It seems Disney (NYSE: DIS) has done it again. Captain Marvel -- the first female superhero to headline a Marvel film -- topped more than $1 billion in box office last week, the latest in a growing list of Disney movies to achieve this distinction.
This is good news for the House of Mouse, as The Avengers story arc -- which began with the debut of Iron Man in 2008 -- is coming to an end with the release of Avengers: Endgame later this month. Some of the major headliners over the past 10-plus years -- Iron Man, Captain America, and Thor -- may not be returning, as newer Marvel characters take center stage. The success of newer entries like Captain Marvel bodes well for Marvel's, and Disney's, box office domination.
The first 21 movies in the Marvel Cinematic Universe have been wildly successful, earning more than $18 billion in ticket sales. Captain Marvel becomes the seventh entry from the Marvel canon to top $1 billion in box office.
A long and growing list
There are currently only 38 films that have crossed the $1 billion box office threshold, and 21 of those are Disney properties. Even more impressive is that each of the company's major film studios -- Marvel, Pixar, Lucasfilm, Disney, and the recently acquired 20th Century Fox -- are each represented on the list, as are both Disney's live-action remakes and animated offerings.
This broad and diverse list crosses studios, age demographics, and movie genres, showing the depth of Disney's cinematic bench, as well as its future prospects.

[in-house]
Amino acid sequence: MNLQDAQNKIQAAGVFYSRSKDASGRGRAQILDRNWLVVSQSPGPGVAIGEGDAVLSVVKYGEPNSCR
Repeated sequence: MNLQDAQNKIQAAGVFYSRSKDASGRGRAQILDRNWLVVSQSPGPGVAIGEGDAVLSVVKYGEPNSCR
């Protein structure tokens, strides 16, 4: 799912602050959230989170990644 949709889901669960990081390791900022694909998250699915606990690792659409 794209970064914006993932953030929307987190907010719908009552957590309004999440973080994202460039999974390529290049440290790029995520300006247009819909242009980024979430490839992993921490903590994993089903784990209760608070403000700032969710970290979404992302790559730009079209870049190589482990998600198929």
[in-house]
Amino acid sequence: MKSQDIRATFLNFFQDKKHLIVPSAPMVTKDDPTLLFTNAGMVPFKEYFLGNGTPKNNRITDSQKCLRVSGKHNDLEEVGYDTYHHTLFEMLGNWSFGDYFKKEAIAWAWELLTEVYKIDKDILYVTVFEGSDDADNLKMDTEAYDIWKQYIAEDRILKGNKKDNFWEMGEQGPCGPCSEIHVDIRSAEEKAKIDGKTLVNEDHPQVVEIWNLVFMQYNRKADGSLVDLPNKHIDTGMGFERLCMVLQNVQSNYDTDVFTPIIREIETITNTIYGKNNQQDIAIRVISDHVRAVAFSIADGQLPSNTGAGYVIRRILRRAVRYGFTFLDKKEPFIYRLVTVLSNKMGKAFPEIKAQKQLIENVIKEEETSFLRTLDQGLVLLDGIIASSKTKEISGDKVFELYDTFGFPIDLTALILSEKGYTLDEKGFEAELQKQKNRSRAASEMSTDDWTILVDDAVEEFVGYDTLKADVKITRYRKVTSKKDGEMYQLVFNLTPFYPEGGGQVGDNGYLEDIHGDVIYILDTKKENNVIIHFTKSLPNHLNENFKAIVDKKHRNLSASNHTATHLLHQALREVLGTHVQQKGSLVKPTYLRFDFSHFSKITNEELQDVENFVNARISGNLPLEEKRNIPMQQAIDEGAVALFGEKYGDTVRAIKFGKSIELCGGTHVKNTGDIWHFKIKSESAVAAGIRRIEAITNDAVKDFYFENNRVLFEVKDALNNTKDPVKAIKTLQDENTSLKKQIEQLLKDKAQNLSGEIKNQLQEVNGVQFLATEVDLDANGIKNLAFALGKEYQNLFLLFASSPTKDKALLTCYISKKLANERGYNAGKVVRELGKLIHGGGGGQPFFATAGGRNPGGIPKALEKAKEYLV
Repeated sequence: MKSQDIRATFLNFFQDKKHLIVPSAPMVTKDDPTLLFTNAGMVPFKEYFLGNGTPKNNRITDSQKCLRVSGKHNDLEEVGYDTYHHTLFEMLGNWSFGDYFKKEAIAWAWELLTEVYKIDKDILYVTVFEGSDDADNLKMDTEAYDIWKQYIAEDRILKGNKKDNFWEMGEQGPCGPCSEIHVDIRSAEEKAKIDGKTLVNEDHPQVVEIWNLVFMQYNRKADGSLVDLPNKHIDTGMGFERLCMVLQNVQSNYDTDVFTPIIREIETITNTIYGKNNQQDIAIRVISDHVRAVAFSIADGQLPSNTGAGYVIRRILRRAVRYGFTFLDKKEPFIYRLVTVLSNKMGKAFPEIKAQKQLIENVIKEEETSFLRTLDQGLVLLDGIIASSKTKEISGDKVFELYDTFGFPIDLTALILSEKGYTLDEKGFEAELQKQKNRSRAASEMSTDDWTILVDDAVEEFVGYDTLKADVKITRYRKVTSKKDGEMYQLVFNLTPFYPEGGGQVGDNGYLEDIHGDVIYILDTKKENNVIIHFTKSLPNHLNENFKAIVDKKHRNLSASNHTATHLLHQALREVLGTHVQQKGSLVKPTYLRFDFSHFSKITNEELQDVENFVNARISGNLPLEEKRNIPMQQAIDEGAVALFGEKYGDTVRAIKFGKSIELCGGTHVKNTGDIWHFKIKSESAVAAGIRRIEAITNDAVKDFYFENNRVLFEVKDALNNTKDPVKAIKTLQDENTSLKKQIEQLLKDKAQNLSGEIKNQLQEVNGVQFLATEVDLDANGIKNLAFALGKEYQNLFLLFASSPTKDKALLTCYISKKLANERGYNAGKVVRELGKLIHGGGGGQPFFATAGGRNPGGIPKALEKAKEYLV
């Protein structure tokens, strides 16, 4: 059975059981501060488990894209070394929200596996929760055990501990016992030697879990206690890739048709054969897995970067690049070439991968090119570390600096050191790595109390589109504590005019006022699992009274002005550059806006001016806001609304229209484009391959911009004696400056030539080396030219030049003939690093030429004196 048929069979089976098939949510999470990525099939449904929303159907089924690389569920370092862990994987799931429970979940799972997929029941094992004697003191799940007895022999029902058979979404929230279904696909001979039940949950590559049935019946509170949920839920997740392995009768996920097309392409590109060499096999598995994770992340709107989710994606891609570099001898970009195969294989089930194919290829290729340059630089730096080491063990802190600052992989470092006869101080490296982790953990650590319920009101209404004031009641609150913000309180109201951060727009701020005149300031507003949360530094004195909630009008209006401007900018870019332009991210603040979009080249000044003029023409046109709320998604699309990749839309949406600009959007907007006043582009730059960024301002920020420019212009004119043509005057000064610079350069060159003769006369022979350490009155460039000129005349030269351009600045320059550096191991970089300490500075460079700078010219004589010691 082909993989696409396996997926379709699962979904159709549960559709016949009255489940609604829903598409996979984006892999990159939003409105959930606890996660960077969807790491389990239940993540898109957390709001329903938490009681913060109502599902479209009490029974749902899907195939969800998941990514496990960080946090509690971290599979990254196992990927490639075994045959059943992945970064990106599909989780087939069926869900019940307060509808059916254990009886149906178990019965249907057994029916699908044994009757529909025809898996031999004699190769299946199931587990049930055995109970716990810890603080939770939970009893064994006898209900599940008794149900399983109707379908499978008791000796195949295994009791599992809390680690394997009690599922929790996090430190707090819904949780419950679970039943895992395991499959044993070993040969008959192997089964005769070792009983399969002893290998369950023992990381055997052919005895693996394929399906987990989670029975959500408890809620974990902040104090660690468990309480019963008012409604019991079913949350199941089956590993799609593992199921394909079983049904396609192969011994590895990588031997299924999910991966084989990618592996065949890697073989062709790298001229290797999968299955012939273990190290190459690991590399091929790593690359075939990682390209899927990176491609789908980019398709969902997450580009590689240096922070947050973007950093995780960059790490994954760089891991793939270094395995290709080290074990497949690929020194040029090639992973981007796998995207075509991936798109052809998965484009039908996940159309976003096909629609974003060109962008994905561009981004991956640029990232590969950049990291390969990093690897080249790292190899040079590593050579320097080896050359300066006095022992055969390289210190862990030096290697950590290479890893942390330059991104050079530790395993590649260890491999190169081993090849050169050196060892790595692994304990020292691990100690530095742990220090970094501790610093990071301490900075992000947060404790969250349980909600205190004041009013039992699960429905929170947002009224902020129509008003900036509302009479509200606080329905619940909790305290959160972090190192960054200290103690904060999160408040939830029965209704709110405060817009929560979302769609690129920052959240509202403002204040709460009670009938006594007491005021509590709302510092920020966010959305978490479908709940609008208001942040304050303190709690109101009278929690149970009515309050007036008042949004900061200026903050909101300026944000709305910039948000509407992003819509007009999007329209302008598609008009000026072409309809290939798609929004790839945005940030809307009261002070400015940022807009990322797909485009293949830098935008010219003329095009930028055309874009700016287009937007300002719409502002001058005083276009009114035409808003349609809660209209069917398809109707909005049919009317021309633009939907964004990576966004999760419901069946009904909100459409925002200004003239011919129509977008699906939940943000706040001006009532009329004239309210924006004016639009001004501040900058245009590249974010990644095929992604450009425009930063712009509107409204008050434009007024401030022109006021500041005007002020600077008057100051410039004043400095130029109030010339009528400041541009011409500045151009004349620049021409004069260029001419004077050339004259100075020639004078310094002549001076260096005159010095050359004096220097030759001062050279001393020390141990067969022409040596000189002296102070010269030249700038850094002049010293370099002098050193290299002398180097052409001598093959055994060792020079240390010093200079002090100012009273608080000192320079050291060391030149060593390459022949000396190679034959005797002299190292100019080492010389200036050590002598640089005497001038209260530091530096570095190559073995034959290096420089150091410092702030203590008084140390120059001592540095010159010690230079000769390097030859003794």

Even more important than the box office tally is the contribution these hit films make to Disney's other operating segments. You'll be sure to see Captain Marvel-themed rides and attractions at the company's theme parks, consumer products like lunch boxes, action figures, and Halloween costumes, and the movie will undoubtedly make an appearance on Disney's soon-to-be-launched streaming service, Disney+. Each of the company's operating segments tend to benefit from Disney's successful blockbusters.
A welcome boost
After several years of stock price stagnation, Disney has gradually gained steam in recent months. Excitement about the recently completed acquisition of certain film and television assets from Twenty-First Century Fox, and continued strength at the company's parks and resorts and studio entertainment businesses, has helped to calm fears about subscriber declines at Disney's cable networks.
The growing roster of successful films from Marvel will continue to pay dividends as Disney enters the next phase of its evolution.
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Danny Vena owns shares of Walt Disney and has the following options: long January 2021 $85 calls on Walt Disney. The Motley Fool owns shares of and recommends Walt Disney. The Motley Fool has a disclosure policy.